During the course of Fearless: Samantha Barry (RTÉ1), the person in question was variously described as "energetic", "driven", "a ball of energy", "charming" and "amazingly spectacular". And yes, as the film's title had assured us, "fearless", too.
But why fearless? Was it because she had agreed to have as her boss the fearsome Anna Wintour, a woman reputed to be so terrifying in the fashion world that she only has to fix her basilisk stare on underlings from behind those impenetrable sunglasses for them to expire on the spot? Or have you not seen The Devil Wears Prada?
Anyway, Barry had opted to take up the role as the eighth editor-in-chief of Glamour magazine, with Wintour in overall command as Condé Nast's (and here I quote) "US artistic director, editor-in-chief of Vogue US and global content advisor", which is quite a mouthful.
At this point I should confess that, until last Monday, I'd never heard of Barry, though maybe that's just because I'm not in the habit of reading fashion magazines, especially those, like Glamour, which are now available only online.
I learnt from this gushing profile (Glamour, apparently, is "one of the most prestigious female-focused media brands in the world") that she hails from Ballincollig in Co Cork, studied journalism at Dublin City University, worked with radio stations in Papua New Guinea and had a stint as a reporter with CNN, which seemingly so impressed the Condé Nast people that they offered her the Glamour job.
But I didn't learn much more about her, or indeed anything about what makes her tick. She came across as extrovert and forthright in a jolly-camogie-sticks kind of way and quite unlike someone you'd imagine would be working in an industry that's mostly run by grim-faced people fixated on stick-insect aspirations. Perhaps that's what won the approval of the icy Wintour, who deemed her a "perfect leader" who "looks at everything from a global perspective".
Barry herself spoke of her "overall vision for the brand" because, of course, despite all the talk by Wintour of Glamour offering a true "reflection of young women", that's what it is: a brand, and a superficial one at that, there to make money for its owners.
Still, Barry lent the documentary some human appeal, a quality that was conspicuously absent from the first episode of Inside Monaco: Playground of the Rich (BBC2), a rebranding exercise as blank as the prince who runs that ridiculously privileged European principality.
Formerly the paparazzi had been banned from taking unauthorised snaps there, but now that everyone has smartphones, Albert II has decided to loosen the rules in the hope of opening up the place to a younger set than the dwindling old millionaires who have traditionally taken advantage of its tax-free enticements.
Still, if you're not of native Monégasque descent (9,000 out of the 37,000 population) or don't have at least €500,000 in your bank account, you won't get to reside there. But if you do have the readies, you can stay for €40,000 a night in the poshest hotel suite, pay €2,000 a day to berth your yacht or shell out €5,000 for a Methuselah of Champagne.
There were lots of unlovely people interviewed for the film, including the reigning prince, who sadly didn't inherit the looks of his mother Grace Kelly, nor her charm.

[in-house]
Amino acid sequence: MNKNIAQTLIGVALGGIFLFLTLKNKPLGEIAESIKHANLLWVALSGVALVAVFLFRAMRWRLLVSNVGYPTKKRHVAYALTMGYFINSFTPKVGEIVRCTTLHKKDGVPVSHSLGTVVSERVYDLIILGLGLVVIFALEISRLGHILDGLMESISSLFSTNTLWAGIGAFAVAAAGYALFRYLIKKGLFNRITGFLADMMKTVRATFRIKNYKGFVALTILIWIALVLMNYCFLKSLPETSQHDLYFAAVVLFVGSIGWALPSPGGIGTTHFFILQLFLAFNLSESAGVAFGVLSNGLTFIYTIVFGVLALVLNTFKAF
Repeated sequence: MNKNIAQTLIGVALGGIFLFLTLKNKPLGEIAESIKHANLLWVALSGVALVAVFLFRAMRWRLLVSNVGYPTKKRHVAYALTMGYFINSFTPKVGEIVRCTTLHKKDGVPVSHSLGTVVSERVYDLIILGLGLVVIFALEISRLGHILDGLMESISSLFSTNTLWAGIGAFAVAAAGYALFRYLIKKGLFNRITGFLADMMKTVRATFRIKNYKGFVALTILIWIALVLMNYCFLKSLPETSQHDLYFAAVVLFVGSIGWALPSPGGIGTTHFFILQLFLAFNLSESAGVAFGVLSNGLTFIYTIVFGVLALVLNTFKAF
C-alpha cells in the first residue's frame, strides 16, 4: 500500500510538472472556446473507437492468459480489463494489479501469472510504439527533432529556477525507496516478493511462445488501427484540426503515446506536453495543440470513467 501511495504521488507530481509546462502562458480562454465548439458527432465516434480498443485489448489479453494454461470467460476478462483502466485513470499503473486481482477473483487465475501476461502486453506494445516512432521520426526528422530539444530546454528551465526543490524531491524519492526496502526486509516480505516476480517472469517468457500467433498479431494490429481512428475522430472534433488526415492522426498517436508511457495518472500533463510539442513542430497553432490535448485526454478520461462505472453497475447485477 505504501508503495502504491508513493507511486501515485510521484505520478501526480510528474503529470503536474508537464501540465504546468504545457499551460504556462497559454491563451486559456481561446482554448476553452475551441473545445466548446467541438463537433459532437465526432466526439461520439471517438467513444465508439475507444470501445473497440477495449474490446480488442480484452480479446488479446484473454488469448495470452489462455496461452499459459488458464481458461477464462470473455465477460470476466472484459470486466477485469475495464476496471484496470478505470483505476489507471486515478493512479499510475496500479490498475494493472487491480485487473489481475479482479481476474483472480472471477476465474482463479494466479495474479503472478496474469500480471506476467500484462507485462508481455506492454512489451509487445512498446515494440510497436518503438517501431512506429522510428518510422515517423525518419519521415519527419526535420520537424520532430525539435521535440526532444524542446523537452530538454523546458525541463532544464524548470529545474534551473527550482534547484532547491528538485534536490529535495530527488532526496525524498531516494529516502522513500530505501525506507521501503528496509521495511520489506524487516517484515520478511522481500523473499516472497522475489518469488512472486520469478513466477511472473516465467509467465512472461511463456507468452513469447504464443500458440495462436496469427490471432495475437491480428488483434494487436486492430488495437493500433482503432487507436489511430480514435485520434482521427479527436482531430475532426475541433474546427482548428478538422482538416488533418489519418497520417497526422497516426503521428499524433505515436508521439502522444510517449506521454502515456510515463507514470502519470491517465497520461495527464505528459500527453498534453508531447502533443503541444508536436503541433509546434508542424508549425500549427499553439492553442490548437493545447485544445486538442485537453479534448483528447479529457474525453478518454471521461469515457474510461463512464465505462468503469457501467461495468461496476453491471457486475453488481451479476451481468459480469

Yet for all his dullness, I preferred him to English self-made billionaire John Caudwell, who was the owner of Britain's Most Expensive Home (Channel 4) and oozed arrogant entitlement as he blithely splashed out £65m for the refurbishment of his Mayfair townhouse.
The only amusing moment came when we met his current partner who, at 35, was three decades younger than the 66-year-old Caudwell. She had vowed, she said, not to get involved with someone who was much older than herself or divorced or with grown-up children, "but when I met John, somehow that wasn't so important". I couldn't help thinking of Mrs Merton's question to Debbie McGee about her hubby: "What first attracted you to the millionaire Paul Daniels?"
Murder in the Outback (Channel 4) ran over four nights and concerned the 2001 killing of Peter Falconio in northern Australia, for which Bradley Murdoch is serving a life sentence imposed in 2005.
Falconio's body was never found, so there has been much speculation about the case for nearly 20 years. No conclusion was reached here, either, and so the viewer wondered why it merited four episodes.
The Secrets She Keeps (RTÉ1) is a six-part Australian thriller with Laura Carmichael (Edith in Downton Abbey) as a disturbed woman with sinister designs on a more successful woman of her own age who is about to give birth.
Already there are echoes of both Single White Female and The Hand that Rocks the Cradle, but the first episode was gripping in a clammy kind of way and the series may be worth pursuing.
So might I May Destroy You (BBC1), created by and starring Michaela Coel as a scatty young blogger on the way to a successful writing career but ending up, after a wild night out, with little memory of what had happened but bad flashbacks that suggest she may have been raped.
There were too many characters to absorb in this week's opening episodes, but Coel effortlessly commanded the screen.
In Eric Clapton: Life in 12 Bars (BBC2), the rock legend came across as a self-absorbed, miserable git. Ronnie Wood: Somebody Up There Likes Me (Sky Arts) was much more fun, mainly because Ronnie and the Stones are fun.
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